2 St. Basil speaks similarly of various punishments, Reguloe. Br. Tr. int. 267, ed. Ben. text 2,p. 507. Theophylact on Mt 8,12, seems to allude to this passage. Both say that “outer darkness” implies an “inner,” but seemingly in opposite senses Theoph. taking esw to be towards Heaven. Origen on Mt 22,13 makes it a temporary punishment. St. Chrys. on Matt. xxii). 13. St. Aug. on Ps 6,6. St. Jerome on Mt 8,12, take it otherwise. See also St. Bas. on Ps 33 (4), 11, text 1,151 e. See Maldonatus on Mt 8,12, and St. Chrys. on Rm 16,16, infra on the difference of punishments).
3 Pascal. Pen. c. 20, thinks an inward illumination implied here.
4 agnohsante" 4 mss. and Sav. marg.; in text agnwmonhsante", having been obstinate).
5 Thus Tert. Ap. 46. Lact. 3,20. Origen cont. Cels. 6,c. 4, quotes this as showing the Philosophers guilty of St. Paul’s charge at the same time speaking of Socrates’ previous discourse as “what God had shown them;” the note of Spencer, Ed. Ben. i, 631, quotes an allegorical explanation. Theodoret, Groec. Aff. Cur. Dis. 7,de Sacr. says it was done to disprove the charge of Atheism.
[Probably Socrates’ real judgment on the popular mythology was, that it was an imperfect and economical revelation of a higher truth than it expressed: and its ceremonies the legitimate though conventional expression of true devotion. Thus “the cock to Aesculapius” was the sick man’s thank-offering for recovery from “life’s fitful fever.”]
6 See Plat. Io 533 E. and perhaps Euthyph). 6 A. B: passages certainly not fairly representative of Plato’s deliberate opinions. But Greek Philosophy is here treated as attempting to rival the Gospel. The Fathers who most value what is true in it, as Clement of Alexandria and Justin Martyr, speak of it as from partial Divine Light, and use it against the false; as CI. A). Str. 1. recommends the study of it for subordinate knowledge, and Cohort). ad Gr. quotes Heathens against the mythology, whose authors he considers led by demons to deceive men. So too Justin, Ap. 1,46, allows Heathens a partaking of the Logo", and 20, 55, 58, 62, etc., refers idol rites to the demons. St. Augustin de Civ. Dei, 8,10, and elsewhere, gives a fair estimate of Gentile Philosophy. The Apostolical Constitutions, 1. 1,c. 6, forbid studying heathen books. Cotelerius in his note quotes on the same side, 1. 2,c. 61, recog. 10,15, 42. Isid. Sent. 3,13, etc., and the blame cast on Origen by many. On the other side Tert). de Idol. c. 10, who however only defends learning in heathen schools, rather than Christians should conform to heathen customs as teachers. Origen Philocal. c. 13. Greg. Naz. Or. 20. Hieron. ep. 84. 70 Vall ad Magnum Oratorem Greg. Papa. ad 1 Reg. 13,19, 20. Theod. H. E. 4,26, as checking excess in such studies, Greg. ad Desiderium, 50,9,Ep. 48. Hier. adv. Luciferianos, c. 5. Ep. 61, c. 1. Cassian. Coll. 14,c. 12, etc.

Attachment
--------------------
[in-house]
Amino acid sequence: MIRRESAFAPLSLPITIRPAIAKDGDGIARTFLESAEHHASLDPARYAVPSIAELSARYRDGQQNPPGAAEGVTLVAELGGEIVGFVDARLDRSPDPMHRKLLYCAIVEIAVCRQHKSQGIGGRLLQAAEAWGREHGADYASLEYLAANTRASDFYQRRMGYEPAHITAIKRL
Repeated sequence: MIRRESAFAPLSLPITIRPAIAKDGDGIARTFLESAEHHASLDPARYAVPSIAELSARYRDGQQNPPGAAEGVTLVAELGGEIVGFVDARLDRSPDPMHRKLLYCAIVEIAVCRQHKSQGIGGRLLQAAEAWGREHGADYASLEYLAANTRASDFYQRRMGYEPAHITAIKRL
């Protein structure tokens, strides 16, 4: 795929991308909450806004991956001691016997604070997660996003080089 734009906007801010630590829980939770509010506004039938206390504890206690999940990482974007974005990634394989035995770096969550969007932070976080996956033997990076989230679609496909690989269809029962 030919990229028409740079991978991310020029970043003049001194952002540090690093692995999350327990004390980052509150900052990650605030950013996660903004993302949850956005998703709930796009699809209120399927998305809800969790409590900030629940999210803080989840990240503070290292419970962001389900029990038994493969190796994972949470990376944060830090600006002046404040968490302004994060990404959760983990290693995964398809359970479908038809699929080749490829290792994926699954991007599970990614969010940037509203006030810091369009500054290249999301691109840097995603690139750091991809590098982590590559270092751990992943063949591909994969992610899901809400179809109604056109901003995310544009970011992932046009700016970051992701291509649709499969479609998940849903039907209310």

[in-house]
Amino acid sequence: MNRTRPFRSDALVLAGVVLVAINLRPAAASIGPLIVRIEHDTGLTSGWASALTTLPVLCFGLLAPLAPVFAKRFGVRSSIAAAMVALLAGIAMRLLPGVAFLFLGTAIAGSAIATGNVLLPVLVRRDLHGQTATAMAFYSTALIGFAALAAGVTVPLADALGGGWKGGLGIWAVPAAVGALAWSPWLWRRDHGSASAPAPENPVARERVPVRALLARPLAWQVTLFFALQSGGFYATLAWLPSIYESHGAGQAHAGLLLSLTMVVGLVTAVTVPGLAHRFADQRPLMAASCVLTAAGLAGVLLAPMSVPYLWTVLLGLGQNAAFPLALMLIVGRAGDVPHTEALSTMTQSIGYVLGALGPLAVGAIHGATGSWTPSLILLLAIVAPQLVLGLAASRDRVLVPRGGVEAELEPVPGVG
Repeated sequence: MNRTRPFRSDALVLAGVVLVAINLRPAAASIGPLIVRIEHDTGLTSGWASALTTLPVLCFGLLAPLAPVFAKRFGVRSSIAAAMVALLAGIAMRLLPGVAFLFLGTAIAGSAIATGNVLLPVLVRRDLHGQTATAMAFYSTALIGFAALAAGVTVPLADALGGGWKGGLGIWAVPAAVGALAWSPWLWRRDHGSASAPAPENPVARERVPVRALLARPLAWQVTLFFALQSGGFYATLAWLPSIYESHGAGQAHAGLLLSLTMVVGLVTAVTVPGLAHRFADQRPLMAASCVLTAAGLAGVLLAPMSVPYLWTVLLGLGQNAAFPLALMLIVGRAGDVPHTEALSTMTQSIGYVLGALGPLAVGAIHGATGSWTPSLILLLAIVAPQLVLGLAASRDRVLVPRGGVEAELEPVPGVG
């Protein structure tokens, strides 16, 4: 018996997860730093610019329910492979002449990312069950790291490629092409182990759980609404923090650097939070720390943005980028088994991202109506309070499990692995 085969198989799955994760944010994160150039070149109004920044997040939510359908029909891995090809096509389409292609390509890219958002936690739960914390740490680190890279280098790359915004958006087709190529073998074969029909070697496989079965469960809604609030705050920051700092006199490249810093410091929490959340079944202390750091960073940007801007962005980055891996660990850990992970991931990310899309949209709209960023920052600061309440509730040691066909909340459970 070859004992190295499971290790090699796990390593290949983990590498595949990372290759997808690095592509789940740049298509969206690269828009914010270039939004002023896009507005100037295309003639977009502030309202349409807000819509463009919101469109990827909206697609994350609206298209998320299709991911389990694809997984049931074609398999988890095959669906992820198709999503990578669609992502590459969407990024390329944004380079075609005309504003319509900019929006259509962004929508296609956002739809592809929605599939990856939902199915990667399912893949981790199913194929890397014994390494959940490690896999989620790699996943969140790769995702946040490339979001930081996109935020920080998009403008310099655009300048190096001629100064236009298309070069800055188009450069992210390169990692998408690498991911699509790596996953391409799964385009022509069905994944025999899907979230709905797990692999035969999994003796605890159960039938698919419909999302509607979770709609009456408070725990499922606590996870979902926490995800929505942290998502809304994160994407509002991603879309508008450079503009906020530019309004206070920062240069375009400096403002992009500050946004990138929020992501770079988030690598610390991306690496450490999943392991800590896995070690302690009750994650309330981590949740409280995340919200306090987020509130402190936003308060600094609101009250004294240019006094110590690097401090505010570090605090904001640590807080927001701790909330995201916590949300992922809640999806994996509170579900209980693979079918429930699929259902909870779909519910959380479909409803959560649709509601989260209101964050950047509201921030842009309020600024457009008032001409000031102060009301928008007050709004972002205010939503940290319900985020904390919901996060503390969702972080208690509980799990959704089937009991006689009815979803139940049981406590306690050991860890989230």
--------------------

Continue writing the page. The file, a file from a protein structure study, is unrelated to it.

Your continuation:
7 The steps of this degeneracy of the Gentile world as indicated in 5, 21–23 maybe indicated thus: (1) ceasing to give glory to God and to recognize his power and divineness. (2) Thanklessness. They lost the sense of their relation to him as recipients of his bounty. (3) They entered into vain and foolish speculations—dialogismoi. (4) These ended only in blindness of mind and heart to the truth which they once possessed. (5) Mistaking all this folly for wisdom, they were ripe for complete self-deception. They perverted their religious feeling’ by ceasing to make the glorious perfection of God the object of their worship and by substituting images of men and animals.—G. B. S.
8 The expression: “God gave them up,” etc. is not to be so softened down into the idea of mere permission. With this 5,(24) begins the description of God’s revelation of his wrath against them. This is introduced by dio; because they had pursued the course outlined in the preceding verses (19–23) God set in operation against them those moral and providential forces which reduced them to the lowest depth of misery and shame. Vv. 25–32 show what this exhibition of his wrath was and what were its consequences. For historic illustration of the condition of the Heathen world at this time, see Fisher, Beginnings of Christianity, chap. vi.—G. B. S.
9 Greg. Nyss. 1,p. 720.epei apaqe" to Qeion, o en paqei wn th" pro" to Qeion sunafeia" aposcoinizetai).
10 ta th" pr. i.e. his fastings, etc. S. Ephrem notes that it was not the miracles which were supernatural, but the grace of the doers thereof, in Nat. Dom. 9,text 2. p). 427. f.

Homily IV: Rm I. 26, 27.—“For this cause God gave them up unto vile affections:

400 Rm 1,26-27

for even their women did change the natural use into that which is against nature: and likewise also the men, leaving the natural use of the woman, burned in their lust one towards another.”